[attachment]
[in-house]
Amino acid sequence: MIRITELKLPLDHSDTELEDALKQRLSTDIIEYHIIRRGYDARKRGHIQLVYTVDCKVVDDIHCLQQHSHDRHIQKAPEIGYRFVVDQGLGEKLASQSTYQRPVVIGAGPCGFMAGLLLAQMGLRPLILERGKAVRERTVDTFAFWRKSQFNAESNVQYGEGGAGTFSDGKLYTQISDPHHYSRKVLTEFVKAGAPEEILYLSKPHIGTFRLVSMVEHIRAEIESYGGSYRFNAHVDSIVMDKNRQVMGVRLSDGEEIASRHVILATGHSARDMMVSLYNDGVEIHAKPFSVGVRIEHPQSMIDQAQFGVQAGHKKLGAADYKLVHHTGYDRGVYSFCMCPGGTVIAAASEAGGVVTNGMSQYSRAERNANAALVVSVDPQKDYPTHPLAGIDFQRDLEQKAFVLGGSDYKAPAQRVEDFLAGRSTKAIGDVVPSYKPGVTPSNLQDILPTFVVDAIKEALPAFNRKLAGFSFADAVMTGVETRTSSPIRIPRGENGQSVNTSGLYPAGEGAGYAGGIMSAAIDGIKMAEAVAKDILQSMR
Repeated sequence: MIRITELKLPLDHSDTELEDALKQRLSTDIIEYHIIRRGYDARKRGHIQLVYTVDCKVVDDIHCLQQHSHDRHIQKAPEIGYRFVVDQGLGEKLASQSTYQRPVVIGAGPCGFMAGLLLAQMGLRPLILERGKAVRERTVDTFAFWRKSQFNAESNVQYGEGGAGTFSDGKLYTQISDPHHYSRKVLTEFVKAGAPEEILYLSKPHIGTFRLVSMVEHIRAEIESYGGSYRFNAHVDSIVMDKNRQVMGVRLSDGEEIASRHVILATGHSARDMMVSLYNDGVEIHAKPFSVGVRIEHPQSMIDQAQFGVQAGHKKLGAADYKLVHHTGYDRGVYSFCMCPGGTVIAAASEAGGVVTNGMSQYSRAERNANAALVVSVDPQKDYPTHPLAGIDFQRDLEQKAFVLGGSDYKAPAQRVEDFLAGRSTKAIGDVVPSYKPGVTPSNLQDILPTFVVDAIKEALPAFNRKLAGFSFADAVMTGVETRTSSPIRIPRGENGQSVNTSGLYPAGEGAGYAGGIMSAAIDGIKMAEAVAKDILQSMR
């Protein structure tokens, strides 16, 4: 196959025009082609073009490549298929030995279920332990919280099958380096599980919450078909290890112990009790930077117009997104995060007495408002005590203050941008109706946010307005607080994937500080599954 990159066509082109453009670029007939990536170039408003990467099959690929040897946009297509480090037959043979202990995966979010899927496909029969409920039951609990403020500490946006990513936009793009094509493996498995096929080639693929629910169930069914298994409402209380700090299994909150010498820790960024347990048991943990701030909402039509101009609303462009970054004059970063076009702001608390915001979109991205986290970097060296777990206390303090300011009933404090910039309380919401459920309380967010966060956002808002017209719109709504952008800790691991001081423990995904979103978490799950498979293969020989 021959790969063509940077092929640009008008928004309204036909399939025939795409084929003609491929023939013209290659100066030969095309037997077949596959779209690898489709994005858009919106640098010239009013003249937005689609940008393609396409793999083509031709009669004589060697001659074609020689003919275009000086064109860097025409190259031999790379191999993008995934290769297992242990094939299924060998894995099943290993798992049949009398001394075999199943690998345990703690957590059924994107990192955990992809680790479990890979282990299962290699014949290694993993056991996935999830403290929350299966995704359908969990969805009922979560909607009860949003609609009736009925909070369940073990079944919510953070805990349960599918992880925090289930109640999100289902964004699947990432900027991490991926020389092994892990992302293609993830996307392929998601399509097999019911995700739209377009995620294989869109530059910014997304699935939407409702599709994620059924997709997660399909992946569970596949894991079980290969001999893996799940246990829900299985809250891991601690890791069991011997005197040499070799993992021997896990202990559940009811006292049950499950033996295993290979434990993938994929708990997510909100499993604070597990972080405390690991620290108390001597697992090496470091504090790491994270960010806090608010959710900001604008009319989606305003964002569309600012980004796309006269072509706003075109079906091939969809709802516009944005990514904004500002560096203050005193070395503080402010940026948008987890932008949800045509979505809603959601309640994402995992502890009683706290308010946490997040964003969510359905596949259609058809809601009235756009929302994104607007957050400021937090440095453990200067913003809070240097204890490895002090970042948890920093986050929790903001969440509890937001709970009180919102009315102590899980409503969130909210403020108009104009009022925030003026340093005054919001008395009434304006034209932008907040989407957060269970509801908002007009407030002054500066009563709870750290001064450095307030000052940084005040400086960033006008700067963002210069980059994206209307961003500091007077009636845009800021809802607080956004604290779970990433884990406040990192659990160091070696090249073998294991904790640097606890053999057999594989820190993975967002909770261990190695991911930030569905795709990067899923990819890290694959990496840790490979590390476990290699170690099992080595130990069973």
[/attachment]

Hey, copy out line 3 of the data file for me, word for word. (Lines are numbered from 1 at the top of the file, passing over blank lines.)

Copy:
Repeated sequence: MIRITELKLPLDHSDTELEDALKQRLSTDIIEYHIIRRGYDARKRGHIQLVYTVDCKVVDDIHCLQQHSHDRHIQKAPEIGYRFVVDQGLGEKLASQSTYQRPVVIGAGPCGFMAGLLLAQMGLRPLILERGKAVRERTVDTFAFWRKSQFNAESNVQYGEGGAGTFSDGKLYTQISDPHHYSRKVLTEFVKAGAPEEILYLSKPHIGTFRLVSMVEHIRAEIESYGGSYRFNAHVDSIVMDKNRQVMGVRLSDGEEIASRHVILATGHSARDMMVSLYNDGVEIHAKPFSVGVRIEHPQSMIDQAQFGVQAGHKKLGAADYKLVHHTGYDRGVYSFCMCPGGTVIAAASEAGGVVTNGMSQYSRAERNANAALVVSVDPQKDYPTHPLAGIDFQRDLEQKAFVLGGSDYKAPAQRVEDFLAGRSTKAIGDVVPSYKPGVTPSNLQDILPTFVVDAIKEALPAFNRKLAGFSFADAVMTGVETRTSSPIRIPRGENGQSVNTSGLYPAGEGAGYAGGIMSAAIDGIKMAEAVAKDILQSMR